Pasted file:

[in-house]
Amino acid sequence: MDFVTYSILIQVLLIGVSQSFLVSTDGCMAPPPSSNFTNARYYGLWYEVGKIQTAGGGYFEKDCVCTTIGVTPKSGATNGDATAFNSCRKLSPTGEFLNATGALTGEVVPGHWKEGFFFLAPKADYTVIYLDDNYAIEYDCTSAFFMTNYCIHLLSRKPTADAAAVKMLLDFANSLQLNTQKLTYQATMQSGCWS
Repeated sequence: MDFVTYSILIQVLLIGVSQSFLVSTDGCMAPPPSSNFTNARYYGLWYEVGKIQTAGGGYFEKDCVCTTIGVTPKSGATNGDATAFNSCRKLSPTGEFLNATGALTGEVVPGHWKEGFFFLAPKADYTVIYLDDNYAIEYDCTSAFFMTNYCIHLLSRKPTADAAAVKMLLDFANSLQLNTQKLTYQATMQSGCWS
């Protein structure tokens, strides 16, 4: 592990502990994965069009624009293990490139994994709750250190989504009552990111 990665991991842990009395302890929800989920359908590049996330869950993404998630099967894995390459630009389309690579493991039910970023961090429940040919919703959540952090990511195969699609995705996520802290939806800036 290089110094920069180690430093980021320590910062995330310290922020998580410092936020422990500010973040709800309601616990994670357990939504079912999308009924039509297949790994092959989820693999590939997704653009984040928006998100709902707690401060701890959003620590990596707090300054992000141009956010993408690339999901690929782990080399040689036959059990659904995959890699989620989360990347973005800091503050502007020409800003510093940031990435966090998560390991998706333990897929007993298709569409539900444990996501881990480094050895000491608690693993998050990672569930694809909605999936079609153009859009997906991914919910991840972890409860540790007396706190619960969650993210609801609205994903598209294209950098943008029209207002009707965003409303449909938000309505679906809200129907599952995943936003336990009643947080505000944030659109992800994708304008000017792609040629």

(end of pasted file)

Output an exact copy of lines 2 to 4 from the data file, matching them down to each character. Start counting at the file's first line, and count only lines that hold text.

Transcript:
Amino acid sequence: MDFVTYSILIQVLLIGVSQSFLVSTDGCMAPPPSSNFTNARYYGLWYEVGKIQTAGGGYFEKDCVCTTIGVTPKSGATNGDATAFNSCRKLSPTGEFLNATGALTGEVVPGHWKEGFFFLAPKADYTVIYLDDNYAIEYDCTSAFFMTNYCIHLLSRKPTADAAAVKMLLDFANSLQLNTQKLTYQATMQSGCWS
Repeated sequence: MDFVTYSILIQVLLIGVSQSFLVSTDGCMAPPPSSNFTNARYYGLWYEVGKIQTAGGGYFEKDCVCTTIGVTPKSGATNGDATAFNSCRKLSPTGEFLNATGALTGEVVPGHWKEGFFFLAPKADYTVIYLDDNYAIEYDCTSAFFMTNYCIHLLSRKPTADAAAVKMLLDFANSLQLNTQKLTYQATMQSGCWS
């Protein structure tokens, strides 16, 4: 592990502990994965069009624009293990490139994994709750250190989504009552990111 990665991991842990009395302890929800989920359908590049996330869950993404998630099967894995390459630009389309690579493991039910970023961090429940040919919703959540952090990511195969699609995705996520802290939806800036 290089110094920069180690430093980021320590910062995330310290922020998580410092936020422990500010973040709800309601616990994670357990939504079912999308009924039509297949790994092959989820693999590939997704653009984040928006998100709902707690401060701890959003620590990596707090300054992000141009956010993408690339999901690929782990080399040689036959059990659904995959890699989620989360990347973005800091503050502007020409800003510093940031990435966090998560390991998706333990897929007993298709569409539900444990996501881990480094050895000491608690693993998050990672569930694809909605999936079609153009859009997906991914919910991840972890409860540790007396706190619960969650993210609801609205994903598209294209950098943008029209207002009707965003409303449909938000309505679906809200129907599952995943936003336990009643947080505000944030659109992800994708304008000017792609040629």